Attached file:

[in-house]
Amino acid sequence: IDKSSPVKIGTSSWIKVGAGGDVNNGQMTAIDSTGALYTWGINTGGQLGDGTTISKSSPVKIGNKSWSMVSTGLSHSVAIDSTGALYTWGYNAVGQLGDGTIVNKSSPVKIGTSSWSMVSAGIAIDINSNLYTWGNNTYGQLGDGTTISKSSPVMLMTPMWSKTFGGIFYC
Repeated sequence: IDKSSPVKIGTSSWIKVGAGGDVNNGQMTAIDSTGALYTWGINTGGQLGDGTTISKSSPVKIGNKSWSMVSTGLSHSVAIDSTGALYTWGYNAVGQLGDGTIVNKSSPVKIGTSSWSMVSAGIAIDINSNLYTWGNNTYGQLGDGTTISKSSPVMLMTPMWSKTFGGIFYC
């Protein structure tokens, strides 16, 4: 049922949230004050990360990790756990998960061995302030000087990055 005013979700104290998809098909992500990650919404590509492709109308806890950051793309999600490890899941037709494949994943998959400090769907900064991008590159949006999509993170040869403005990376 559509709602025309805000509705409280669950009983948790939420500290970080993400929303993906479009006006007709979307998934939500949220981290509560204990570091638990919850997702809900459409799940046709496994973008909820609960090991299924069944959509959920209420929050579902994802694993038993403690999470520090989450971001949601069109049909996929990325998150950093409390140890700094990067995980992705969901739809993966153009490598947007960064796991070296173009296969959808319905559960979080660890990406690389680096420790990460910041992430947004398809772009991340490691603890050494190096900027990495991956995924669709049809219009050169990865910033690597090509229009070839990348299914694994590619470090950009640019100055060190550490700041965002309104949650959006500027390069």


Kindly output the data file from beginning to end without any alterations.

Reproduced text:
[in-house]
Amino acid sequence: IDKSSPVKIGTSSWIKVGAGGDVNNGQMTAIDSTGALYTWGINTGGQLGDGTTISKSSPVKIGNKSWSMVSTGLSHSVAIDSTGALYTWGYNAVGQLGDGTIVNKSSPVKIGTSSWSMVSAGIAIDINSNLYTWGNNTYGQLGDGTTISKSSPVMLMTPMWSKTFGGIFYC
Repeated sequence: IDKSSPVKIGTSSWIKVGAGGDVNNGQMTAIDSTGALYTWGINTGGQLGDGTTISKSSPVKIGNKSWSMVSTGLSHSVAIDSTGALYTWGYNAVGQLGDGTIVNKSSPVKIGTSSWSMVSAGIAIDINSNLYTWGNNTYGQLGDGTTISKSSPVMLMTPMWSKTFGGIFYC
């Protein structure tokens, strides 16, 4: 049922949230004050990360990790756990998960061995302030000087990055 005013979700104290998809098909992500990650919404590509492709109308806890950051793309999600490890899941037709494949994943998959400090769907900064991008590159949006999509993170040869403005990376 559509709602025309805000509705409280669950009983948790939420500290970080993400929303993906479009006006007709979307998934939500949220981290509560204990570091638990919850997702809900459409799940046709496994973008909820609960090991299924069944959509959920209420929050579902994802694993038993403690999470520090989450971001949601069109049909996929990325998150950093409390140890700094990067995980992705969901739809993966153009490598947007960064796991070296173009296969959808319905559960979080660890990406690389680096420790990460910041992430947004398809772009991340490691603890050494190096900027990495991956995924669709049809219009050169990865910033690597090509229009070839990348299914694994590619470090950009640019100055060190550490700041965002309104949650959006500027390069």